9th Circuit Orders EPA to Decide on Pesticide Ban


     (CN) – The Ninth Circuit on Thursday ordered the Environmental Protection Agency to issue a final action on its proposed ban of a pesticide that environmentalists say is dangerous to humans by the end of 2016.
     The Pesticide Action Network North America and Natural Resources Defense Council filed a petition in 2007 requesting that the EPA cancel registration of the pesticide chlorpyrifos. The groups say that the chemical has poisoned many workers, children and rural families, and is linked to neurological impairments in children.
     The EPA issued a proposed rule banning the pesticide earlier this year, just before the Oct. 31 deadline set by the Ninth Circuit. A three-judge panel told the agency in August to release a proposed or final rule banning the pesticide or to issue a “full and final” response to the petition filed by the environmental groups.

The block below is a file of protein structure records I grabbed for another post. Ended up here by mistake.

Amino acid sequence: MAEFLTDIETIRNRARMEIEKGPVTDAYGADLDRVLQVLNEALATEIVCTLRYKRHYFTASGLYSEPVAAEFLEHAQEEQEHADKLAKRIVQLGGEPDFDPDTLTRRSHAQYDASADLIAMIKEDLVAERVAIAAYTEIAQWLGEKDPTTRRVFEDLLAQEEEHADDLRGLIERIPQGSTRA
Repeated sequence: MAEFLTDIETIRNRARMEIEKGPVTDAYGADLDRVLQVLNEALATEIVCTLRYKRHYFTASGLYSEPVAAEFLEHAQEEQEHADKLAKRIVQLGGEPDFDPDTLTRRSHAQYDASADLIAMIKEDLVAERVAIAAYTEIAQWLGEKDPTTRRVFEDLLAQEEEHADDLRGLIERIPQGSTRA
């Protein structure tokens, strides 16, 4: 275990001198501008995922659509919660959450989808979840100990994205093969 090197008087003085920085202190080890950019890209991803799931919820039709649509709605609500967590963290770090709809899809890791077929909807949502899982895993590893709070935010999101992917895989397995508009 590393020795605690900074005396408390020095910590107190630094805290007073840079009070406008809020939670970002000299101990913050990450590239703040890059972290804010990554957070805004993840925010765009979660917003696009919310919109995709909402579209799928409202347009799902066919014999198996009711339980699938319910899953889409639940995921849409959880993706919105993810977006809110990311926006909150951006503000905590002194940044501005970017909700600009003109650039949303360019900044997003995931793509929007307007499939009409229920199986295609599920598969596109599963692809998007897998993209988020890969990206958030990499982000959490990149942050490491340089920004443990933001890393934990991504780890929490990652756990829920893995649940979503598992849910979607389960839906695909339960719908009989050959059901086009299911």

Chlorpyrifos, introduced in 1965, is widely used to control pests that threaten more than 60 crops including almonds, walnuts, oranges, cotton and grapes.
     The EPA barred the pesticide from homes in 2000, saying then that the action was “good news for the protection of our country’s public health.”
     The proposed ban announced this year would revoke all chlorpyrifos tolerances, ending all uses of the pesticide that result in residue on food, contamination of drinking water, or drift to schools, homes and other inhabited places.
     Under the latest order issued by the Ninth Circuit, the EPA must take final action by Dec. 30, 2016, on its proposed revocation rule and its final response to the environmental groups’ 2007 petition.
     The agency is still taking public comments on the proposed rule.
     Dow AgroSciences, a unit of Dow Chemical, manufactures chlorpyrifos and has stated its opposition to the proposed ban, claiming that the pesticide has been thoroughly tested for health, safety and environmental effects.
     Dow says it “remains confident that all U.S. tolerance issues relating to the continued use of chlorpyrifos can be readily resolved with a more refined analysis of data.”

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